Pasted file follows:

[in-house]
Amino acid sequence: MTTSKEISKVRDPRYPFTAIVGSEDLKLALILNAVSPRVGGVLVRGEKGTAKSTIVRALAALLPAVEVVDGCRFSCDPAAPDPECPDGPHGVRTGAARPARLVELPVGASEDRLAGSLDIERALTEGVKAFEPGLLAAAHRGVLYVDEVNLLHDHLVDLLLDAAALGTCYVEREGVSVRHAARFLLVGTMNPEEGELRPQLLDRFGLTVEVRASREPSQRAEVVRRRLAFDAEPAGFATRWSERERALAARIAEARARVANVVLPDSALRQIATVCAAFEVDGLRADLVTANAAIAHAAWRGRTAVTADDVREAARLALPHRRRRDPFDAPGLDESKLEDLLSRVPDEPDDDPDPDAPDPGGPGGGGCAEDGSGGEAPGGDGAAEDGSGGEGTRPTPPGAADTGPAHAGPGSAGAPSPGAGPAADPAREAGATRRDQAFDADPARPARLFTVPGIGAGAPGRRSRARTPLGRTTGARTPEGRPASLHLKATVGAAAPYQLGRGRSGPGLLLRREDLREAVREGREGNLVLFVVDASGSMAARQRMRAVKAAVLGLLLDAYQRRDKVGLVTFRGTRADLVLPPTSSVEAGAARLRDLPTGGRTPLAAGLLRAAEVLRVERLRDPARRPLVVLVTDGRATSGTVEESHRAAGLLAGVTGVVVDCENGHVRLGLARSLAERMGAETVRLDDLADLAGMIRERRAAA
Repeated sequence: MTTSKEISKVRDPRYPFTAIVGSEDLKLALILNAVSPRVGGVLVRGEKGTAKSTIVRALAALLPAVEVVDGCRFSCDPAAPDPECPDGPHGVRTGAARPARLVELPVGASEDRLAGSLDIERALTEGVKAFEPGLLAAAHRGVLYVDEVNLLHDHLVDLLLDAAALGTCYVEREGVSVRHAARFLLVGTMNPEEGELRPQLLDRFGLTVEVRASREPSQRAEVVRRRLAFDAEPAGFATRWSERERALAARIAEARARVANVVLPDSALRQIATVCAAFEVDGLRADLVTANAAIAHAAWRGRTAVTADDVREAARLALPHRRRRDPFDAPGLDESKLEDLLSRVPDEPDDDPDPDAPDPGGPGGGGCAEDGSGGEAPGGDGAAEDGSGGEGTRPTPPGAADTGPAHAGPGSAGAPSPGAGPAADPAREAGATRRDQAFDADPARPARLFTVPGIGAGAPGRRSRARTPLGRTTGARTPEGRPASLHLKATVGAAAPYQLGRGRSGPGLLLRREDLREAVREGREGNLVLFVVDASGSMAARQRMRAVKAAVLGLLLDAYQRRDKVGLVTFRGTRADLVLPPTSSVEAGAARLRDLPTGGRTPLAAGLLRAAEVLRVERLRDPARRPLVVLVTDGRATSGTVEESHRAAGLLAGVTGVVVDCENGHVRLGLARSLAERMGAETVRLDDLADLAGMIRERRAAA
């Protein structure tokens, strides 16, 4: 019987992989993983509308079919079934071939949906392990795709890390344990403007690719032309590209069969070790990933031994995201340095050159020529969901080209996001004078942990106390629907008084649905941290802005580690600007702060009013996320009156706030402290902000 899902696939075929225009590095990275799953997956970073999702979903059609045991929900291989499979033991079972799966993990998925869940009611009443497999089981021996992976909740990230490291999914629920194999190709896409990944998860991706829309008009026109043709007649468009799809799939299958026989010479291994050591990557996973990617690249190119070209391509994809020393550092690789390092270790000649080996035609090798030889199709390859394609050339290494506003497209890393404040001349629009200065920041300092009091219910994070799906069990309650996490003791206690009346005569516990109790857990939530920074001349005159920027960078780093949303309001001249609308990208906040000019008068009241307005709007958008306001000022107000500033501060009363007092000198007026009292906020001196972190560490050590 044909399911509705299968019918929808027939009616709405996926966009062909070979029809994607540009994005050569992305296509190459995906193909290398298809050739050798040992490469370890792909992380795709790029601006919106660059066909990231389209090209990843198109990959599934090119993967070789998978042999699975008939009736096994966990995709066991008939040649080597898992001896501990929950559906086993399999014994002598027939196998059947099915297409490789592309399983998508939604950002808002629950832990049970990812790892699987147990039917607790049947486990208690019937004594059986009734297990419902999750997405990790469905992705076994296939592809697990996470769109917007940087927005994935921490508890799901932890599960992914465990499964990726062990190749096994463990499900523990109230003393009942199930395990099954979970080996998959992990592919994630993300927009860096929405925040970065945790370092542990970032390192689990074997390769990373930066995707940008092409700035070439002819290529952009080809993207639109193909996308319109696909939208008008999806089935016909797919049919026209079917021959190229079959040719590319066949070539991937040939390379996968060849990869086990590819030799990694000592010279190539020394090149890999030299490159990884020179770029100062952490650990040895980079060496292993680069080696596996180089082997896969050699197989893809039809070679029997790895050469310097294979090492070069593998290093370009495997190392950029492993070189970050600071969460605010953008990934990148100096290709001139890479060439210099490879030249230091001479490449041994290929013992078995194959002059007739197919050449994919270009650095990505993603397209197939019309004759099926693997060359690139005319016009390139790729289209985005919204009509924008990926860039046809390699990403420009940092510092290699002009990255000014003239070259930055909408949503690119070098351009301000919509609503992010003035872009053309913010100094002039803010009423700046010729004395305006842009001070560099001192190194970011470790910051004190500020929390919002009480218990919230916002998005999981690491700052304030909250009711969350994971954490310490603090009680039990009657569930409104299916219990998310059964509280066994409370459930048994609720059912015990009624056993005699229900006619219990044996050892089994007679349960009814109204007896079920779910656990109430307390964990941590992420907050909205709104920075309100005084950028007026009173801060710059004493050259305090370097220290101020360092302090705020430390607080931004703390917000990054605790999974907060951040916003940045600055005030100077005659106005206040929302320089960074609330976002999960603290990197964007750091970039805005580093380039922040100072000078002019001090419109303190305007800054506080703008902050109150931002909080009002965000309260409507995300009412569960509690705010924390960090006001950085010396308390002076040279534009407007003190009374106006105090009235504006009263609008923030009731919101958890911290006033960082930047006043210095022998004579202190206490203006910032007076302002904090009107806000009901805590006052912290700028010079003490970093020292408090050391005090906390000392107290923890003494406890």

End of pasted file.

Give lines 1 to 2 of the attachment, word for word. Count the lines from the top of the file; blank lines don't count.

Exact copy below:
[in-house]
Amino acid sequence: MTTSKEISKVRDPRYPFTAIVGSEDLKLALILNAVSPRVGGVLVRGEKGTAKSTIVRALAALLPAVEVVDGCRFSCDPAAPDPECPDGPHGVRTGAARPARLVELPVGASEDRLAGSLDIERALTEGVKAFEPGLLAAAHRGVLYVDEVNLLHDHLVDLLLDAAALGTCYVEREGVSVRHAARFLLVGTMNPEEGELRPQLLDRFGLTVEVRASREPSQRAEVVRRRLAFDAEPAGFATRWSERERALAARIAEARARVANVVLPDSALRQIATVCAAFEVDGLRADLVTANAAIAHAAWRGRTAVTADDVREAARLALPHRRRRDPFDAPGLDESKLEDLLSRVPDEPDDDPDPDAPDPGGPGGGGCAEDGSGGEAPGGDGAAEDGSGGEGTRPTPPGAADTGPAHAGPGSAGAPSPGAGPAADPAREAGATRRDQAFDADPARPARLFTVPGIGAGAPGRRSRARTPLGRTTGARTPEGRPASLHLKATVGAAAPYQLGRGRSGPGLLLRREDLREAVREGREGNLVLFVVDASGSMAARQRMRAVKAAVLGLLLDAYQRRDKVGLVTFRGTRADLVLPPTSSVEAGAARLRDLPTGGRTPLAAGLLRAAEVLRVERLRDPARRPLVVLVTDGRATSGTVEESHRAAGLLAGVTGVVVDCENGHVRLGLARSLAERMGAETVRLDDLADLAGMIRERRAAA